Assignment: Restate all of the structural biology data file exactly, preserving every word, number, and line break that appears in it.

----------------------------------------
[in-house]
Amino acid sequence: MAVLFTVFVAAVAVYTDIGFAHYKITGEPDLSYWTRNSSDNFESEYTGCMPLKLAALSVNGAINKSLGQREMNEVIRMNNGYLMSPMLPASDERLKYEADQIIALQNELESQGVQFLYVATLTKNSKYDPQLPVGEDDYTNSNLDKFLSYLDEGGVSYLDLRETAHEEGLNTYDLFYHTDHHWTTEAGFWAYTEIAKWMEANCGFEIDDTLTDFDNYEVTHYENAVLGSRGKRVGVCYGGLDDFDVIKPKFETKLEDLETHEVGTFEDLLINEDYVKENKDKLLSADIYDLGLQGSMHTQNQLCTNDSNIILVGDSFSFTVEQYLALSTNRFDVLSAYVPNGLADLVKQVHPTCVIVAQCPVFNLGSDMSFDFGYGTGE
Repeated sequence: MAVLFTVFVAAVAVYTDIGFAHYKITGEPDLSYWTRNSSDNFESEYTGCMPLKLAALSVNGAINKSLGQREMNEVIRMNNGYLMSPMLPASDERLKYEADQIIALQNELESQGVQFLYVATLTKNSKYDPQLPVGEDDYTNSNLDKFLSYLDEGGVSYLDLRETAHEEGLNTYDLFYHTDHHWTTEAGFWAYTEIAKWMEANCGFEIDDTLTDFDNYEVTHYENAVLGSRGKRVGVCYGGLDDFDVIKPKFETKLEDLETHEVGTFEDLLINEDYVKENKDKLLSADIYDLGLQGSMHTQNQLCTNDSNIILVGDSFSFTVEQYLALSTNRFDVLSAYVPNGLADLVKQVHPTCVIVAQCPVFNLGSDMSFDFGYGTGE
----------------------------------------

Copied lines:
[in-house]
Amino acid sequence: MAVLFTVFVAAVAVYTDIGFAHYKITGEPDLSYWTRNSSDNFESEYTGCMPLKLAALSVNGAINKSLGQREMNEVIRMNNGYLMSPMLPASDERLKYEADQIIALQNELESQGVQFLYVATLTKNSKYDPQLPVGEDDYTNSNLDKFLSYLDEGGVSYLDLRETAHEEGLNTYDLFYHTDHHWTTEAGFWAYTEIAKWMEANCGFEIDDTLTDFDNYEVTHYENAVLGSRGKRVGVCYGGLDDFDVIKPKFETKLEDLETHEVGTFEDLLINEDYVKENKDKLLSADIYDLGLQGSMHTQNQLCTNDSNIILVGDSFSFTVEQYLALSTNRFDVLSAYVPNGLADLVKQVHPTCVIVAQCPVFNLGSDMSFDFGYGTGE
Repeated sequence: MAVLFTVFVAAVAVYTDIGFAHYKITGEPDLSYWTRNSSDNFESEYTGCMPLKLAALSVNGAINKSLGQREMNEVIRMNNGYLMSPMLPASDERLKYEADQIIALQNELESQGVQFLYVATLTKNSKYDPQLPVGEDDYTNSNLDKFLSYLDEGGVSYLDLRETAHEEGLNTYDLFYHTDHHWTTEAGFWAYTEIAKWMEANCGFEIDDTLTDFDNYEVTHYENAVLGSRGKRVGVCYGGLDDFDVIKPKFETKLEDLETHEVGTFEDLLINEDYVKENKDKLLSADIYDLGLQGSMHTQNQLCTNDSNIILVGDSFSFTVEQYLALSTNRFDVLSAYVPNGLADLVKQVHPTCVIVAQCPVFNLGSDMSFDFGYGTGE